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  • Our Bells

    The seven bells of Holy Trinity Cathedral are one of our great civic and ecclesiastical treasures. Five of the seven were a gift from Tsar Alexander III of Russia in thanksgiving for the miraculous preservation of his life (and those of his family) from an assassination attempt. Two other bells were locally recast by Garrett and Co. from older bells that melted during one of several fires that seriously damaged the temple in the course of the years. The largest bell of the set is a huge instrument of 5,765 pounds, and carries the following inscriptions (in Russian): "This bell was cast for the San Francisco Cathedral of the Orthodox American Mission during the Episcopate of Bishop Vladimir at the request of the hieromonk Joel, A.D. 1888." ...  Read More

     

  • Forgiveness

    In an Orthodox parish there is really nothing to compare to the unique Vespers of Forgiveness served on the very eve of Great Lent. Much has already been written about this Service elsewhere, and lots already has been said. All that remains is for us to come and to participate in the Vespers, ask forgiveness of each other, giving forgiveness to all—whether they ask or not—and supporting one another during the Lenten ascetic effort. The forty days of Lent—a tithe of our year—begins on Sunday, February 26 at 6:00 PM. If for some reason it is impossible to attend the Vespers, and that would be unfortunate, then find the time to seek out those from whom you need to ask forgiveness before you leave the church that day.

  • This Sunday

    How shall it be in that hour and fearful day, when the Judge shall sit on his dread throne! The books shall be opened and men’s actions shall be examined, and the secrets of darkness shall be made public. Angels shall hasten to and fro, gathering all the nations. Come ye and hearken, kings and princes, slaves and free, sinners and righteous, rich and poor: for the Judge comes to pass sentence on the whole inhabited earth. And who shall bear to stand before his face in the presence of the angels, as they call us to account for our actions and our thoughts, whether by night or by day? How shall it be then in that hour! But before the end is here, make haste, my soul, and cry: O God who only art compassionate, turn me back and save me. —a hymn of the day

  • This Week

    Wed, Feb 22: 6:00 pm Vespers

    Sat, Feb 25: 6:00 pm Vigil

    Sun, Feb 26: 10:00 am Divine Liturgy, 6:00 pm Vespers of Forgiveness. BEGINNING OF GREAT LENT.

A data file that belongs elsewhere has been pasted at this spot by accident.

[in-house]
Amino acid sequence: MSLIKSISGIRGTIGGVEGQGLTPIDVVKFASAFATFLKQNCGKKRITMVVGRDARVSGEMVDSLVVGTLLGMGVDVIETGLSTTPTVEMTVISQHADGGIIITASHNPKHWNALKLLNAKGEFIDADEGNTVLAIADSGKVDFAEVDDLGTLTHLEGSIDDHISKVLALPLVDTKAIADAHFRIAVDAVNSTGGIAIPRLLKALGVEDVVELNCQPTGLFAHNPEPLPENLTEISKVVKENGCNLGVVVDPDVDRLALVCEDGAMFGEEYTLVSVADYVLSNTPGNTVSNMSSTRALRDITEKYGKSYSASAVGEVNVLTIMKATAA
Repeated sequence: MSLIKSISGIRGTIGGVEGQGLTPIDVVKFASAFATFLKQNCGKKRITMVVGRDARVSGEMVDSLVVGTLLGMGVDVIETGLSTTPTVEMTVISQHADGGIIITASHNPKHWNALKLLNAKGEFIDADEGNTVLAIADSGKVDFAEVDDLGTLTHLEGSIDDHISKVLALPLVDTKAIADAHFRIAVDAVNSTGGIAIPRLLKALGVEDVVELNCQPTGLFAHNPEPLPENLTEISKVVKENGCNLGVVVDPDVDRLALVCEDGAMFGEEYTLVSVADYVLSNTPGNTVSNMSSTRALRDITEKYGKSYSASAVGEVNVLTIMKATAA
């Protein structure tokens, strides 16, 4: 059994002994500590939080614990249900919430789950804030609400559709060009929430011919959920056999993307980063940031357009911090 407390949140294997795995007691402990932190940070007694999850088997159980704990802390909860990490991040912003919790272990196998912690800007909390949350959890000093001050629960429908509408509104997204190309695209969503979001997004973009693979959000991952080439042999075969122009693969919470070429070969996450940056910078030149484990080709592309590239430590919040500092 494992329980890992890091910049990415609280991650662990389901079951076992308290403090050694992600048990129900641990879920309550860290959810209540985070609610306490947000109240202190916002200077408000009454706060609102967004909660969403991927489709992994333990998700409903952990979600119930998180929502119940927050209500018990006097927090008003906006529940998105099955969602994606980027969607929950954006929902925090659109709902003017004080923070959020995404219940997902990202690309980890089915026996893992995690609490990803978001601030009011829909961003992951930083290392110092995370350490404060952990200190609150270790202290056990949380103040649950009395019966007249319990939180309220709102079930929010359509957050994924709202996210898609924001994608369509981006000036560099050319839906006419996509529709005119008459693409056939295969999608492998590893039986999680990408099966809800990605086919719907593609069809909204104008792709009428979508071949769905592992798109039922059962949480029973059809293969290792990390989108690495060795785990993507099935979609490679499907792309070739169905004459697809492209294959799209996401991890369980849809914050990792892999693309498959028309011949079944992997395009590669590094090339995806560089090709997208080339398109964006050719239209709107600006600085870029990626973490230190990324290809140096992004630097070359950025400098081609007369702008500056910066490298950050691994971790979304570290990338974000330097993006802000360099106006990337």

Clean Mon, Feb 27: 7:00 am Matins, 5:00 pm Hours and Vespers, 7pm Great Canon of St. Andrew of Crete

    Clean Tues, Feb 28: 7:00 am Matins, 5:00 pm Hours and Vespers, 7pm Great Canon of St. Andrew of Crete

    Clean Wed, March 1: 7:00 am Matins, 6:00 pm Liturgy of the Presanctified Gifts followed by lenten potluck

    Visit our full calendar of services

The Manger and the Cross

"The Word became Flesh and dwelt among us, full of grace and truth." These words from the first chapter of St. John's Gospel describe the Nativity of Christ in its eternal and mystical meaning. The Word that was with God and was God and "all things were made through Him and without Him was not anything made that was made." The Logos, which is the Greek original for the Word, represents the essence, the reason, the wisdom, the creative power and strength, the Word through which God created the world out of nothing. When God says, "Let there be," another book, the Book of Genesis, the first book of the Old Testament, speaks about it. This Word, the Second Person of the Holy Trinity, the Son of God, today lies as a small defenseless child in the manger from which the animals eat, in the cave where the animals stay during stormy weather. The Word became Flesh, and this was possible only because humanity prepared for Him one of our kind, the Virgin Mary, Mother of God....

Suggestions for the Nativity Fast

The Nativity Fast is a gift that reminds us to slow down and be purposeful about how we are living these days leading up to the feast of the Nativity of Our Lord.

  • Pray for people: prepare a list of names, and once a week or more frequently pray the Supplicatory Canon to the Theotokos, or a portion of it. Ask the Theotokos to help those people.
  • Each week as you set aside the proportion of your funds to give to the Church in thanksgiving to God and for the operation of the parish, also set aside a portion to give to the poor. Then give it.
  • Celebrate the Feast of St. Nicholas (San Anselmo, Dec. 6) which spiritually ushers us—with joyful exuberance—into the Nativity season. 
  • Celebrate the Feast of St. Herman of Alaska, December 13 (here at the Cathedral).
  • Fast from meat, eggs, cheese, and all dairy. Abstaining from particular foods is really the easiest part of the fast. Much more effort is required when fasting from anger, criticism, resentments, and wandering thoughts, especially those of lust and envy and wasting time in idleness and pointless entertainments. Even more effort is required when we engage in works of mercy to the needy.
  • Attend Vigil on Saturday evening, and by doing so, prepare yourself for Communion on Sunday. Confess at least twice during the Forty Day Fast, one of those times in the week prior to Christmas.
  • Volunteer at one of the many charitable institutions in our city.
  • In the week before Christmas read the Nativity accounts from St. Matthew and St. Luke to your children.

(adapted from bulletin of St. Seraphim Church)

  • Dec 4 2016

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